The researchers said dolphins copy the signature whistles of loved ones, such as a mother or close male buddy, when the two are apart. These “names” were never emitted in aggressive or antagonistic situations and were only directed toward loved ones.
The whistle copies also always had a unique variation to them, so the dolphins weren’t merely mimicking each other. The dolphins instead were adding their own “tone of voice” via unique whistling.
While researchers often hesitate to apply the “l word” -- language -- to non-human communications, bottlenose dolphins and possibly other dolphin species clearly have a very complex and sophisticated communication system.
“Interestingly, captive dolphins can learn new signals and refer to objects and it may be that dolphins can use signature whistle copies to label or refer to an individual, which is a skill inherent in human language,” King said.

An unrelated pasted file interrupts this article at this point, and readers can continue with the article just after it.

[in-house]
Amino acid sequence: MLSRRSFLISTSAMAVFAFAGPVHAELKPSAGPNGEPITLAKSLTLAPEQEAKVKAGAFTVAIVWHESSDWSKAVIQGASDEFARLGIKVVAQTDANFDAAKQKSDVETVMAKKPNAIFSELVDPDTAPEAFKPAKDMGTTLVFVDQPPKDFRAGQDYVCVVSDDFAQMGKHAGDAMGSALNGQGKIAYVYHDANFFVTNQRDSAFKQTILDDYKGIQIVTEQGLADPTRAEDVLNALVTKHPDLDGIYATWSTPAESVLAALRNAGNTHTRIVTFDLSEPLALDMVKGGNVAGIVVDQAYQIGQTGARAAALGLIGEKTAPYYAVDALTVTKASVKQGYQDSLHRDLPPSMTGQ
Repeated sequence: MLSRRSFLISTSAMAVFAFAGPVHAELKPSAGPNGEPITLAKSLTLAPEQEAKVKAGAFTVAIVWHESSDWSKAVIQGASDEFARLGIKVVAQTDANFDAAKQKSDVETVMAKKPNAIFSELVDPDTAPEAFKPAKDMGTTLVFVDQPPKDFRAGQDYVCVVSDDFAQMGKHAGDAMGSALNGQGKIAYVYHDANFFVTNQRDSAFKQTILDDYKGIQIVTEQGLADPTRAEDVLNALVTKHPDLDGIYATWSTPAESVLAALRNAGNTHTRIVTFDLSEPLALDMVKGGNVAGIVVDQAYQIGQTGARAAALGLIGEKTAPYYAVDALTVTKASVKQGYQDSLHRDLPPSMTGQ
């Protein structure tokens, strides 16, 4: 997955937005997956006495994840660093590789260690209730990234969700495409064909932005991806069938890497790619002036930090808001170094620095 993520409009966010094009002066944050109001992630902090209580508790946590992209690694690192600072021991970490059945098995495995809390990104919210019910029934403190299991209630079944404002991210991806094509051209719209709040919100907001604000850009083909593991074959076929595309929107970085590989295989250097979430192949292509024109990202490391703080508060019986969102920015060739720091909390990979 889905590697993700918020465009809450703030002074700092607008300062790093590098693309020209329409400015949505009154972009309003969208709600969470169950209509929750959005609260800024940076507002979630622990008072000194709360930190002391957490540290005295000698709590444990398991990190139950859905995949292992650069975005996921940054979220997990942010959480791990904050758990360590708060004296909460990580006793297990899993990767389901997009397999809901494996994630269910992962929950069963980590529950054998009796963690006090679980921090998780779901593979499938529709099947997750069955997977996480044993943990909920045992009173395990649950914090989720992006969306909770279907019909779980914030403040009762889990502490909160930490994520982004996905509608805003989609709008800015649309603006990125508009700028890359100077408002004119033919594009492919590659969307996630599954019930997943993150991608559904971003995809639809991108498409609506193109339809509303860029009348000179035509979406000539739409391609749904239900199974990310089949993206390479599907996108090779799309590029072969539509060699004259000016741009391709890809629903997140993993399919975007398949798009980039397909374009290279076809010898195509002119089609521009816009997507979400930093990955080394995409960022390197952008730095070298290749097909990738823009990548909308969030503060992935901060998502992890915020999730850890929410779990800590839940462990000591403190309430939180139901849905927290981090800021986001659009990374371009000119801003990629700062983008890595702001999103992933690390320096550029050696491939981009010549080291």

Heidi Harley, a professor of psychology at New College of Florida, is a leading expert on cognitive processes in dolphins. She agrees with the new paper’s conclusions.
Harley told Discovery News that it can be challenging to study dolphin signature whistles, since it’s difficult to identify which particular dolphin is emitting the sounds, and whether or not the sounds are just mimicked copies.
“This study provides evidence that copies of signature whistles include elements that differ from the whistles of the original whistler, while still maintaining the changes in frequency over time that allow a listener to identify the original whistler,” Harley said. “In addition, that signature whistle copying occurs between close associates, suggesting it is used affiliatively.”
King and her team are now using sound playback experiments to see how wild, free-ranging dolphins respond to hearing a copy of their own signature whistle.